This crucial for us today since in today’s world we Orthodox are a minority and we are bombarded with concepts contrary to our faith. Both in the world at large and in religious organizations there is pressure to keep up with the times, to be ever changing. For one to be innovative and invent something new is considered cute and admirable. To be speculative and opinionated, to express and cling to personal opinion is all seen as something praiseworthy. And this pattern or mode of thought creeps into the Church. It was in such a spirit and way of thought that Arius became a heretic and enemy of the Church.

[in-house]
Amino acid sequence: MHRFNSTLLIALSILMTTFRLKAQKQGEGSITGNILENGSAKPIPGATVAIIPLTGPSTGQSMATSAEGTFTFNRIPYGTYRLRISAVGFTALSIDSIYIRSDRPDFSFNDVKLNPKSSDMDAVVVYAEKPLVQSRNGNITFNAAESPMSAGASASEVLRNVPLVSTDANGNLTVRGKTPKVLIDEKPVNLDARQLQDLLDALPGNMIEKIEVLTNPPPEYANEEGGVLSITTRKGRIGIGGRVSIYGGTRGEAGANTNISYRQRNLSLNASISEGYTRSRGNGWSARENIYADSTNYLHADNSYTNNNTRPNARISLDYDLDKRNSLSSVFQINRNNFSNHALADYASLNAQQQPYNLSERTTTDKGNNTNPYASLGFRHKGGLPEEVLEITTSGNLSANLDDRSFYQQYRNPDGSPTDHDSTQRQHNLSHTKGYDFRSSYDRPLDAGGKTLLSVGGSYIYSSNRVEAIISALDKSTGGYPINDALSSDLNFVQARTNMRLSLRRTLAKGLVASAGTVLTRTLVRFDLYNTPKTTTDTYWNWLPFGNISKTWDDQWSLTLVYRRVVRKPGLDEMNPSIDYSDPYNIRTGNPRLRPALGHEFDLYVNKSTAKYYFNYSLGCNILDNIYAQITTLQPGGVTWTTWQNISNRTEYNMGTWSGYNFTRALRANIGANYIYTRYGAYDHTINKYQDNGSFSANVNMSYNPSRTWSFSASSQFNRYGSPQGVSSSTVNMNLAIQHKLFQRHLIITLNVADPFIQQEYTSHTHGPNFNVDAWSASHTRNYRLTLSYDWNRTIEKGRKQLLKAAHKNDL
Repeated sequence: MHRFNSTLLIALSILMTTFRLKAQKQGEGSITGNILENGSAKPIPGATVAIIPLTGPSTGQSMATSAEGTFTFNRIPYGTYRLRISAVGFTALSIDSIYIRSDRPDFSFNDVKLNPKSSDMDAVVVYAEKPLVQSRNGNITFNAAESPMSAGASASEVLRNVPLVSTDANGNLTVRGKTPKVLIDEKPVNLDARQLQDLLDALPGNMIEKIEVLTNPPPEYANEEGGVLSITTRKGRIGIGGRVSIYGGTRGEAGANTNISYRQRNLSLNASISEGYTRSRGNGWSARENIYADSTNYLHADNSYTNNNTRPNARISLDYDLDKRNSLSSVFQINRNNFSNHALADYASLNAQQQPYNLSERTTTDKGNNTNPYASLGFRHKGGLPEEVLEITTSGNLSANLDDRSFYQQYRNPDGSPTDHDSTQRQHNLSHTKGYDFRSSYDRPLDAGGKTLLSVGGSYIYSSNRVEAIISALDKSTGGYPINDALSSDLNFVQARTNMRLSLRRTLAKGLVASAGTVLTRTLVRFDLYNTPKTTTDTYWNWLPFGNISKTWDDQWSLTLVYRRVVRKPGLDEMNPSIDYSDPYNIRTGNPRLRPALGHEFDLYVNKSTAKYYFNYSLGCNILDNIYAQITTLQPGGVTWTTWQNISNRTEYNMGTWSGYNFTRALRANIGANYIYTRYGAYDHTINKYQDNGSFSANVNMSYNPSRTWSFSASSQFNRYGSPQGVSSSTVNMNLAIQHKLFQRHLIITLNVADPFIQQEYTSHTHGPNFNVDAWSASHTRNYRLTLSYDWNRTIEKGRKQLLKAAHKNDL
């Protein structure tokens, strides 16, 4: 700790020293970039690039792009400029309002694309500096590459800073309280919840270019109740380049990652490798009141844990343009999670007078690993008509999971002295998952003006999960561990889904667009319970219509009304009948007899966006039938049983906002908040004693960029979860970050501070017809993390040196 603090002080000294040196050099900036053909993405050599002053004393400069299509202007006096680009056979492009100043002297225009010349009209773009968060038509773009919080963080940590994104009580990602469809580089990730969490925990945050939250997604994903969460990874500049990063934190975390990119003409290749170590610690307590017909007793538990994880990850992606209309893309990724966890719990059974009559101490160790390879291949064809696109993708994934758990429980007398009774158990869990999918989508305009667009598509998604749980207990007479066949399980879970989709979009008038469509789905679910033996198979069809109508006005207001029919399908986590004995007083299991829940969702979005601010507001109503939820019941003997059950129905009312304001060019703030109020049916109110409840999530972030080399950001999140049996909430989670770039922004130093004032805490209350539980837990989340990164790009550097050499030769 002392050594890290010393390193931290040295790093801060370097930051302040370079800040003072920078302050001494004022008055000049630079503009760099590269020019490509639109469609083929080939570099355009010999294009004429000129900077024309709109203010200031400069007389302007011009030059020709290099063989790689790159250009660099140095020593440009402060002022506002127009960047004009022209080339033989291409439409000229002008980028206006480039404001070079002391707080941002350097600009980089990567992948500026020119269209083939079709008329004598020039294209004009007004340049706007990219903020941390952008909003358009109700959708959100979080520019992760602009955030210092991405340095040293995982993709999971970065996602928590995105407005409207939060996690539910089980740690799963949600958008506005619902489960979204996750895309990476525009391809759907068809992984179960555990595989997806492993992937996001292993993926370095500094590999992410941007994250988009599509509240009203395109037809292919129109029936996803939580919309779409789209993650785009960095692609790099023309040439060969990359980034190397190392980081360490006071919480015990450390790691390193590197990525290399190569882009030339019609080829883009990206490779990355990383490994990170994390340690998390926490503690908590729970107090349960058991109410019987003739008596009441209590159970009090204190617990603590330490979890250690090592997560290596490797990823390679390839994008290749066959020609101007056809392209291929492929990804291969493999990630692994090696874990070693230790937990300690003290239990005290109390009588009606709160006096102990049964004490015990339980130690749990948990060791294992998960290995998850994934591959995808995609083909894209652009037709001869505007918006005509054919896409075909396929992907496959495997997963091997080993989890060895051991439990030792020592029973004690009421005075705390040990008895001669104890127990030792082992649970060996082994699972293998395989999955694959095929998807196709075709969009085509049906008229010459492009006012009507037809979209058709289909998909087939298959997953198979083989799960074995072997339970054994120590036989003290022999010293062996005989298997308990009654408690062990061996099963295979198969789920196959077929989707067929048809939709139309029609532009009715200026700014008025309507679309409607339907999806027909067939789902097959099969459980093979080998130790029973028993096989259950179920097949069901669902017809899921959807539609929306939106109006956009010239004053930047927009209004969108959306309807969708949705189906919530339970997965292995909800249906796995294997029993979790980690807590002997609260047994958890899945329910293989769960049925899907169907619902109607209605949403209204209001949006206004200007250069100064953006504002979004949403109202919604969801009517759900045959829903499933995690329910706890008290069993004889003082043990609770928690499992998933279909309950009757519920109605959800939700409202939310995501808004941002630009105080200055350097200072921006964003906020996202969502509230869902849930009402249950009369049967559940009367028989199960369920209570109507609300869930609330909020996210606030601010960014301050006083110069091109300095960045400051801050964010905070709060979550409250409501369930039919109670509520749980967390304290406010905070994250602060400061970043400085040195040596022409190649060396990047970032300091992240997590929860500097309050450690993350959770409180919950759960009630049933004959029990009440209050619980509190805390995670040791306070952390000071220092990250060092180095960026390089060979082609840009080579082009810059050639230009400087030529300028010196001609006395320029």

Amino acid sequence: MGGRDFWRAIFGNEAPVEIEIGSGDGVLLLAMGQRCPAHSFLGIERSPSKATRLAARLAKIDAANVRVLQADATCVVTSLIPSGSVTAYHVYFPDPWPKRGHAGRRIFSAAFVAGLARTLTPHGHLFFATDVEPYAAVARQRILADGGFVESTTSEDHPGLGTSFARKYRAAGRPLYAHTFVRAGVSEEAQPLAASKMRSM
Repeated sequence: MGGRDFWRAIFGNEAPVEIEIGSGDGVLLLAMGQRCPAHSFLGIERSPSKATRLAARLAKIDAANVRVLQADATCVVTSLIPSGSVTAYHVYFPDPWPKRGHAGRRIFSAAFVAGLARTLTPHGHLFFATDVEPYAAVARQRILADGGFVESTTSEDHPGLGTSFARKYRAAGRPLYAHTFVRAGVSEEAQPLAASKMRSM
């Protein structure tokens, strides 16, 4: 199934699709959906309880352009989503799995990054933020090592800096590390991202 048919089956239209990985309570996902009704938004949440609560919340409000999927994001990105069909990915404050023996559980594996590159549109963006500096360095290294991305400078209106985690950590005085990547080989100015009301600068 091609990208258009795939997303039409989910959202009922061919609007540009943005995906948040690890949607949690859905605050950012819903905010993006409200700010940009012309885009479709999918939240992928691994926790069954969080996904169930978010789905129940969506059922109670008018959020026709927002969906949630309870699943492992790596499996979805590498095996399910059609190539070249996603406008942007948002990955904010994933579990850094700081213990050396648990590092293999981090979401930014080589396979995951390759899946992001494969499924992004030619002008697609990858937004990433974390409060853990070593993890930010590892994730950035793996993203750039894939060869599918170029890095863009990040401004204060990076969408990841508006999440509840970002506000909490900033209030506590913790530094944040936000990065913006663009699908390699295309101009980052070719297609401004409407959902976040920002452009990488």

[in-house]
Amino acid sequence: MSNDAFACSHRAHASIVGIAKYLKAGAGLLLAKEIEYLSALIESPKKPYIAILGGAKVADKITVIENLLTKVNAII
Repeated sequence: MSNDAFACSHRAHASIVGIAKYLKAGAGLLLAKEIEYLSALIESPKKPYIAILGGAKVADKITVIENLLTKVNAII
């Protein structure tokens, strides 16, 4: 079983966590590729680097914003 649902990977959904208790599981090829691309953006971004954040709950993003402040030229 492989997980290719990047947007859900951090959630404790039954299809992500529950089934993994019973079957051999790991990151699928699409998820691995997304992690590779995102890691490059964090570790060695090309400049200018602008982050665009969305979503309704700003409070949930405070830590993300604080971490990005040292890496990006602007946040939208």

So with today’s commemoration of the Holy fathers of the First Ecumenical Council we learn a lesson. We must be in humble submission to the teachings of the Church. Our opinions and concepts we may form must be checked by the Church. The Apostle Paul says something about this, he writes to the Corinthians: “The weapons of our warfare are not carnal, but mighty through God to the pulling down of strong holds; Casting down imaginations, and every high thing that exalteth itself against the knowledge of God, and bringing into captivity every thought to the obedience of Christ”. (IICor. 10:4-5) Therefore we should confess that our opinions and concepts must be formed by the mind of the Church. We must cast down imaginations—that is, speculations and opinions and innovations—and make them captive and obedient to Christ.